Preserving fruit and vegetables

Preserving fruit and vegetables

If you’re lucky enough to grow your own crops in your garden, you’ll doubtless be enjoying using your fruit and vegetables on your table. You may even be blessed with a bigger bounty of crops than you know what to do with! It’s a shame to let your hard-earned home-grown produce go to waste, so if you’ve got a generous harvest this year preserving them for later use is a great option.

There are a number of ways to preserve your fruit and vegetables so that you can enjoy their fresh taste into the winter months. Here are three of my top simple ways to preserve your crops.

Pickling

Pickling your vegetables is a great way to keep them fresh and add a delicious tangy flavour!

Pickling is usually done with water, salt and vinegar, and your choice of herbs and aromatics. Veggies like cucumber, radish, cabbage, beans, cauliflower and cabbage all pickle really well and keep their satisfying crunch. Just remember to sterilise all of your equipment to make sure no bacteria sneaks into your pickling brine.

Depending on which crop you’re pickling, it’s worth having a browse online for a particular recipe that tickles your fancy – a favourite of mine is thinly sliced cucumber with mustard seed and lots of sprigs of dill thrown in! I wrote a beginner’s guide to pickling vegetables which you can find here.

Drying

Drying works for most fruit, vegetables and herbs, but it will change the flavour and texture of your produce due to the removal of water. Fruit and veg will go leathery and chewy (much nicer than it sounds), and herbs will go dry and crumbly (perfect for sprinkling!). Fancy food dehydrators exist for this purpose – and they’re well worth the investment if you think you’ll make good use of it – but your oven will work just as well. Simply blanch the prepared produce in boiling water for 2-3 minutes before plunging into iced water in order to preserve the colour. Then, place in your oven on a baking sheet on a very low heat to dry. This isn’t an exact science – some fruit and veg take just hours to dry, but some may take up to a full day! When your produce is wrinkled and tough-looking, it’s good to go and can be stored in an airtight container once cooled, where it should keep for up to a year. Apples, pears, apricots,¬†carrots, corn, green beans and tomatoes all dry really nicely.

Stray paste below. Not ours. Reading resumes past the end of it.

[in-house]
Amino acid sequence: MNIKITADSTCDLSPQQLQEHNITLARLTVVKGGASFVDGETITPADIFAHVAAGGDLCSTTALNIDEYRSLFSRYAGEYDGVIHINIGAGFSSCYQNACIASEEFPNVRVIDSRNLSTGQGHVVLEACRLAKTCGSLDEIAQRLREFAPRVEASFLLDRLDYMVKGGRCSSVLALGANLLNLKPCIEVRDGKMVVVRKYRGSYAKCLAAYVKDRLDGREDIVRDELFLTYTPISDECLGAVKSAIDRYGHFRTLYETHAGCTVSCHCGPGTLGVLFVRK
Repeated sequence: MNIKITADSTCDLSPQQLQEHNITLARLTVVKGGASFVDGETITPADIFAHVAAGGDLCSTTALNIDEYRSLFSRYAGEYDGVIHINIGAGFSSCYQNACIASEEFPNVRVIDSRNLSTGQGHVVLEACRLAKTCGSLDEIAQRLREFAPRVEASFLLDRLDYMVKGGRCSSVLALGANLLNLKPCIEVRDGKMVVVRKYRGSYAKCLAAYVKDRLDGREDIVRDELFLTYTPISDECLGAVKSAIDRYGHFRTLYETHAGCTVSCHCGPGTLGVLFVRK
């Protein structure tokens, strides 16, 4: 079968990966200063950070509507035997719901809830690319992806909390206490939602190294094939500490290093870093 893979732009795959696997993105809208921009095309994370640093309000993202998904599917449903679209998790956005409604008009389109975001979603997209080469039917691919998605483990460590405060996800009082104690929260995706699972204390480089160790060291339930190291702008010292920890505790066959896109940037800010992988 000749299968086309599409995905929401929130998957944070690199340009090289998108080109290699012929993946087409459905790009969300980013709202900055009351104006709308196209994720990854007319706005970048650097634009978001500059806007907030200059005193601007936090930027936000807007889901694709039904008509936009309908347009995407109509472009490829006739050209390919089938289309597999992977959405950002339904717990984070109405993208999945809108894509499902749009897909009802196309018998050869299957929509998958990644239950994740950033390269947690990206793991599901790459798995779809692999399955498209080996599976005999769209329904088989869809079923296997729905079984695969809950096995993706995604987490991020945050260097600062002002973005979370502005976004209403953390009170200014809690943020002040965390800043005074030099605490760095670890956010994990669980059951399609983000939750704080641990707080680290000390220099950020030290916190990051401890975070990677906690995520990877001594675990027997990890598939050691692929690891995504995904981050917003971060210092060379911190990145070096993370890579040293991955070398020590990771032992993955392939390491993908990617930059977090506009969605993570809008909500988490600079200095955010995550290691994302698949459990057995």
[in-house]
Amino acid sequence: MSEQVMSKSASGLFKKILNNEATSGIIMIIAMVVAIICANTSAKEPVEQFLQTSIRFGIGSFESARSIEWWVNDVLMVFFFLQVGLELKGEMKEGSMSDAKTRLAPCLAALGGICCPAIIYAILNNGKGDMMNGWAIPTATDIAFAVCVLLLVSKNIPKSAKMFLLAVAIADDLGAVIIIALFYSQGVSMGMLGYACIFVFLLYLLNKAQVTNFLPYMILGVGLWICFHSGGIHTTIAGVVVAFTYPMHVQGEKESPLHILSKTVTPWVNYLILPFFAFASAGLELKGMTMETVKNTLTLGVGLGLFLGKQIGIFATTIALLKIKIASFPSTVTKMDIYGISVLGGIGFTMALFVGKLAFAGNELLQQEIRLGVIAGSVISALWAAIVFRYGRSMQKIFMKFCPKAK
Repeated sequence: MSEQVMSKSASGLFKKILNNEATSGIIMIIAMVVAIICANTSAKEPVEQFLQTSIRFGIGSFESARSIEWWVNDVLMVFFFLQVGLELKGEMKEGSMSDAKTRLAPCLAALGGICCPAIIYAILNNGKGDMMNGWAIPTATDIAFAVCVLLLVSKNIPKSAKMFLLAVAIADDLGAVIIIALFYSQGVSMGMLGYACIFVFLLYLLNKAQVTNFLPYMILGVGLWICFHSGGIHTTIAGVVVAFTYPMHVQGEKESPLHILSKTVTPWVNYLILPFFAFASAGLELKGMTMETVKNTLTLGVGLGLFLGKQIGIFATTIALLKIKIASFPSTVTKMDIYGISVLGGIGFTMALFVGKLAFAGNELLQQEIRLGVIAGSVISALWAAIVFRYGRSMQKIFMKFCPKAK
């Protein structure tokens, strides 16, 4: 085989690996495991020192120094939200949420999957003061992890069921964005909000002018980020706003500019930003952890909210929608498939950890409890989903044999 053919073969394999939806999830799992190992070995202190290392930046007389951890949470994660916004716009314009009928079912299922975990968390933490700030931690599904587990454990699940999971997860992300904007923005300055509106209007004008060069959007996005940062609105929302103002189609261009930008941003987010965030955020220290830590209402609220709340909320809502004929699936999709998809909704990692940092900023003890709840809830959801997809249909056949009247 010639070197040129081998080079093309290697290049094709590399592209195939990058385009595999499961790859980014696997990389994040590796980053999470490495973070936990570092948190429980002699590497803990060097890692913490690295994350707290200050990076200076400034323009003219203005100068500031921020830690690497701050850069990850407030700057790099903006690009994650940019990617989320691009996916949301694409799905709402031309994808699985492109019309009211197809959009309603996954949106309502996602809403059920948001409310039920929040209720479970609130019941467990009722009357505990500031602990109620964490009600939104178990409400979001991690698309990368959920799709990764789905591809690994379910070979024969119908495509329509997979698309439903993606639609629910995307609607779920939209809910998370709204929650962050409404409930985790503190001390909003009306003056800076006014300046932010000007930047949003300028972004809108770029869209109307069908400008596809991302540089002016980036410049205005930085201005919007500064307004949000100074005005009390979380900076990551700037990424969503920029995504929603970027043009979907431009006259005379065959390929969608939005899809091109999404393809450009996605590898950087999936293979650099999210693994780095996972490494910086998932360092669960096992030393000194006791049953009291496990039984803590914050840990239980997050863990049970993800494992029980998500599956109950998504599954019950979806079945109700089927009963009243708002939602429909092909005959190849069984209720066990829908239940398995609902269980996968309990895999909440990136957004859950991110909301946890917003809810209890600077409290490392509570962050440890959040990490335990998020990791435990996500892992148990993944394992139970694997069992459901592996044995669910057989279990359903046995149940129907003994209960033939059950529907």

Herbs and chillies can be dried simply by hanging upside down in a cool, dark room. You can read more about preserving fresh herbs at home in this article I wrote.

Oil packing

I love to preserve my garden produce in olive oil. It’s a natural preservative and will protect foods from spoiling by preventing it from coming into contact with the air. Many Mediterranean countries have long relied on this method to keep their food fresh. Vegetables like mushrooms, dried tomatoes, artichokes, peppers and herbs preserve beautifully in oil.

Depending on how long you expect to keep the preserved produce and how you plan to store it, the methods of preparation differ. For example, if you’d like to keep yours in a pantry for a year or so, the produce will need to be cooked beforehand. It’s really important that your chosen veg is thoroughly clean and blemish-free, that all your utensils are sterilised, and that the food is submerged totally in oil with no chance of air getting to it. Depending on your chosen produce and method, make sure to research exactly how to preserve them safely.

With all of these methods, it’s really important to always sense-check your food before consuming. If it doesn’t look or smell right, please don’t take the risk and just get rid of it!

Happy preserving! Katie x